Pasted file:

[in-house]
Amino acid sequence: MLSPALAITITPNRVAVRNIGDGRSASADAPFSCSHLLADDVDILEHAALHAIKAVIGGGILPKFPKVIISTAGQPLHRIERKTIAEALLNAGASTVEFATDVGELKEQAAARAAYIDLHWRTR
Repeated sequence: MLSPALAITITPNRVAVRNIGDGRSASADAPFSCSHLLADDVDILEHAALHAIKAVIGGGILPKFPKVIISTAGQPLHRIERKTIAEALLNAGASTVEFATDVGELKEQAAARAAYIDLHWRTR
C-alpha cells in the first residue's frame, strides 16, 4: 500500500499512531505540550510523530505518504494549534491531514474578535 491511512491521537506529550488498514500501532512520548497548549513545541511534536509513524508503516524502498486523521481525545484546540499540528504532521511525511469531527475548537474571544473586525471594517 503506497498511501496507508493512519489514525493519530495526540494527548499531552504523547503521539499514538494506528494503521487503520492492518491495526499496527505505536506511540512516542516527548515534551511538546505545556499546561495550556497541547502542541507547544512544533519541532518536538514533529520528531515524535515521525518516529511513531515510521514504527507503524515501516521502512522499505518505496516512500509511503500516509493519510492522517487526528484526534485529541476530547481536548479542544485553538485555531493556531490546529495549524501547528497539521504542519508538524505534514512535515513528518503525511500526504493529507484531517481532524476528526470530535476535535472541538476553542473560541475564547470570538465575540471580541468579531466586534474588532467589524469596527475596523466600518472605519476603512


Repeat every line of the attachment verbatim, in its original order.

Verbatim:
[in-house]
Amino acid sequence: MLSPALAITITPNRVAVRNIGDGRSASADAPFSCSHLLADDVDILEHAALHAIKAVIGGGILPKFPKVIISTAGQPLHRIERKTIAEALLNAGASTVEFATDVGELKEQAAARAAYIDLHWRTR
Repeated sequence: MLSPALAITITPNRVAVRNIGDGRSASADAPFSCSHLLADDVDILEHAALHAIKAVIGGGILPKFPKVIISTAGQPLHRIERKTIAEALLNAGASTVEFATDVGELKEQAAARAAYIDLHWRTR
C-alpha cells in the first residue's frame, strides 16, 4: 500500500499512531505540550510523530505518504494549534491531514474578535 491511512491521537506529550488498514500501532512520548497548549513545541511534536509513524508503516524502498486523521481525545484546540499540528504532521511525511469531527475548537474571544473586525471594517 503506497498511501496507508493512519489514525493519530495526540494527548499531552504523547503521539499514538494506528494503521487503520492492518491495526499496527505505536506511540512516542516527548515534551511538546505545556499546561495550556497541547502542541507547544512544533519541532518536538514533529520528531515524535515521525518516529511513531515510521514504527507503524515501516521502512522499505518505496516512500509511503500516509493519510492522517487526528484526534485529541476530547481536548479542544485553538485555531493556531490546529495549524501547528497539521504542519508538524505534514512535515513528518503525511500526504493529507484531517481532524476528526470530535476535535472541538476553542473560541475564547470570538465575540471580541468579531466586534474588532467589524469596527475596523466600518472605519476603512